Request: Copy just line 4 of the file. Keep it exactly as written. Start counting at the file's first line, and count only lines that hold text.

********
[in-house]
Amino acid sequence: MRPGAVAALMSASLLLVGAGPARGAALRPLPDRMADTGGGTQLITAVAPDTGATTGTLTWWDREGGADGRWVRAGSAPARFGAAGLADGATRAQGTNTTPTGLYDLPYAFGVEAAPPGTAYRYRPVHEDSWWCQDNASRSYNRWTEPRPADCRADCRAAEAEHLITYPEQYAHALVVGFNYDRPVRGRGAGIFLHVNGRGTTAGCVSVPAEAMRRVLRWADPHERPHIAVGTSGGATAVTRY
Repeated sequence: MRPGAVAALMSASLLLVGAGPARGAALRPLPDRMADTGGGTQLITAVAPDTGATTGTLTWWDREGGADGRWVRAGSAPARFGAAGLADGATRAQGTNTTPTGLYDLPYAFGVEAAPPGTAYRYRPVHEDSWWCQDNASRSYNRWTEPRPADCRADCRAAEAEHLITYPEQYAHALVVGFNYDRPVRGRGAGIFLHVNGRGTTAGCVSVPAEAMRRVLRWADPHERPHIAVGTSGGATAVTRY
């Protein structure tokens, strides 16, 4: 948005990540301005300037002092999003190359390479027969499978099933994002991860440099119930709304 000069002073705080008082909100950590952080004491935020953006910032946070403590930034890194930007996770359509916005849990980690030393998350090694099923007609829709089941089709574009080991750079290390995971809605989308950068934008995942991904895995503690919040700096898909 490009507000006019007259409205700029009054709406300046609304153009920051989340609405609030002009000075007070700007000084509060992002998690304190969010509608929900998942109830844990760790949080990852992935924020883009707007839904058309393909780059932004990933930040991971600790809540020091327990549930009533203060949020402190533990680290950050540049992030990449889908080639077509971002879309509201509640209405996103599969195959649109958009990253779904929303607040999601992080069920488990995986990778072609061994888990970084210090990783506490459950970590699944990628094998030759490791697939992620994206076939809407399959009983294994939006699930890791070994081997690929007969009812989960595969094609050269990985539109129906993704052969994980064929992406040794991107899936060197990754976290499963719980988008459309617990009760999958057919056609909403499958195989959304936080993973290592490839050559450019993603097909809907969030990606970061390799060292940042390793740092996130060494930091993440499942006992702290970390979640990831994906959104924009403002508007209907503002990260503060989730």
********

């Protein structure tokens, strides 16, 4: 948005990540301005300037002092999003190359390479027969499978099933994002991860440099119930709304 000069002073705080008082909100950590952080004491935020953006910032946070403590930034890194930007996770359509916005849990980690030393998350090694099923007609829709089941089709574009080991750079290390995971809605989308950068934008995942991904895995503690919040700096898909 490009507000006019007259409205700029009054709406300046609304153009920051989340609405609030002009000075007070700007000084509060992002998690304190969010509608929900998942109830844990760790949080990852992935924020883009707007839904058309393909780059932004990933930040991971600790809540020091327990549930009533203060949020402190533990680290950050540049992030990449889908080639077509971002879309509201509640209405996103599969195959649109958009990253779904929303607040999601992080069920488990995986990778072609061994888990970084210090990783506490459950970590699944990628094998030759490791697939992620994206076939809407399959009983294994939006699930890791070994081997690929007969009812989960595969094609050269990985539109129906993704052969994980064929992406040794991107899936060197990754976290499963719980988008459309617990009760999958057919056609909403499958195989959304936080993973290592490839050559450019993603097909809907969030990606970061390799060292940042390793740092996130060494930091993440499942006992702290970390979640990831994906959104924009403002508007209907503002990260503060989730």